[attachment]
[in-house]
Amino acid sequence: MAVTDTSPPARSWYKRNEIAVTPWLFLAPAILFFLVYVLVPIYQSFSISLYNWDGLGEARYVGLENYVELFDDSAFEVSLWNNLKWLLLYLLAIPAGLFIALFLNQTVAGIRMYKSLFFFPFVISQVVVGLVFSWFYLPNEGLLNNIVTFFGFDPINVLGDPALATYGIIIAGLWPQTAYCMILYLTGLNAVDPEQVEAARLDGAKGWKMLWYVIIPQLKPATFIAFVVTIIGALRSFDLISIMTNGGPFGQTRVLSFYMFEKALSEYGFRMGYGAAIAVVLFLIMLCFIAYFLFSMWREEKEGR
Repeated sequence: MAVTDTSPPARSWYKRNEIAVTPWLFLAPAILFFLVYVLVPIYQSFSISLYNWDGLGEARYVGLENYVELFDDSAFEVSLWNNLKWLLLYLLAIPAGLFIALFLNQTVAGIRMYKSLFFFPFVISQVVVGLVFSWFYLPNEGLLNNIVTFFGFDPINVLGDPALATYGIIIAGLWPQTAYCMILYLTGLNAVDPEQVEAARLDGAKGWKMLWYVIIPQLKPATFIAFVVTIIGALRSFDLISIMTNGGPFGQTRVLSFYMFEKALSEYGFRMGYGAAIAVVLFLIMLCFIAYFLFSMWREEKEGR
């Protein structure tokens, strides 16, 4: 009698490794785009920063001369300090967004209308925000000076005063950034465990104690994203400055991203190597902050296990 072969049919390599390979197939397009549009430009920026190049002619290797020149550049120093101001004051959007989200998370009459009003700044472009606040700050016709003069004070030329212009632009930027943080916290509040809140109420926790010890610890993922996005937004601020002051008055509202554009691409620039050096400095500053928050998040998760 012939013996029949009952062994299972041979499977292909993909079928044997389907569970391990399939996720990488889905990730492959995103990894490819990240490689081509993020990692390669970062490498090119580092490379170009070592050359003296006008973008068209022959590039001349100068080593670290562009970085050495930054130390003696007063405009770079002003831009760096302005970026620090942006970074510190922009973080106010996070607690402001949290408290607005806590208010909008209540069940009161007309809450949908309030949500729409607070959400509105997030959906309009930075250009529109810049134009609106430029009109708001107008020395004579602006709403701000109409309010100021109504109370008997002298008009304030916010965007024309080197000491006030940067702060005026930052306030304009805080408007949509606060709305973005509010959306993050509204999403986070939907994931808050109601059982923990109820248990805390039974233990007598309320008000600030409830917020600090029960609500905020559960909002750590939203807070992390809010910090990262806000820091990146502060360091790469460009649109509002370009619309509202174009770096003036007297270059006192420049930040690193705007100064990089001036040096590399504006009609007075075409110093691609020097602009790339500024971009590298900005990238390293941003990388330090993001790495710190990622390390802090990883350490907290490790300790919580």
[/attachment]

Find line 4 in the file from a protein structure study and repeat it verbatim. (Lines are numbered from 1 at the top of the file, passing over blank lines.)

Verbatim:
């Protein structure tokens, strides 16, 4: 009698490794785009920063001369300090967004209308925000000076005063950034465990104690994203400055991203190597902050296990 072969049919390599390979197939397009549009430009920026190049002619290797020149550049120093101001004051959007989200998370009459009003700044472009606040700050016709003069004070030329212009632009930027943080916290509040809140109420926790010890610890993922996005937004601020002051008055509202554009691409620039050096400095500053928050998040998760 012939013996029949009952062994299972041979499977292909993909079928044997389907569970391990399939996720990488889905990730492959995103990894490819990240490689081509993020990692390669970062490498090119580092490379170009070592050359003296006008973008068209022959590039001349100068080593670290562009970085050495930054130390003696007063405009770079002003831009760096302005970026620090942006970074510190922009973080106010996070607690402001949290408290607005806590208010909008209540069940009161007309809450949908309030949500729409607070959400509105997030959906309009930075250009529109810049134009609106430029009109708001107008020395004579602006709403701000109409309010100021109504109370008997002298008009304030916010965007024309080197000491006030940067702060005026930052306030304009805080408007949509606060709305973005509010959306993050509204999403986070939907994931808050109601059982923990109820248990805390039974233990007598309320008000600030409830917020600090029960609500905020559960909002750590939203807070992390809010910090990262806000820091990146502060360091790469460009649109509002370009619309509202174009770096003036007297270059006192420049930040690193705007100064990089001036040096590399504006009609007075075409110093691609020097602009790339500024971009590298900005990238390293941003990388330090993001790495710190990622390390802090990883350490907290490790300790919580």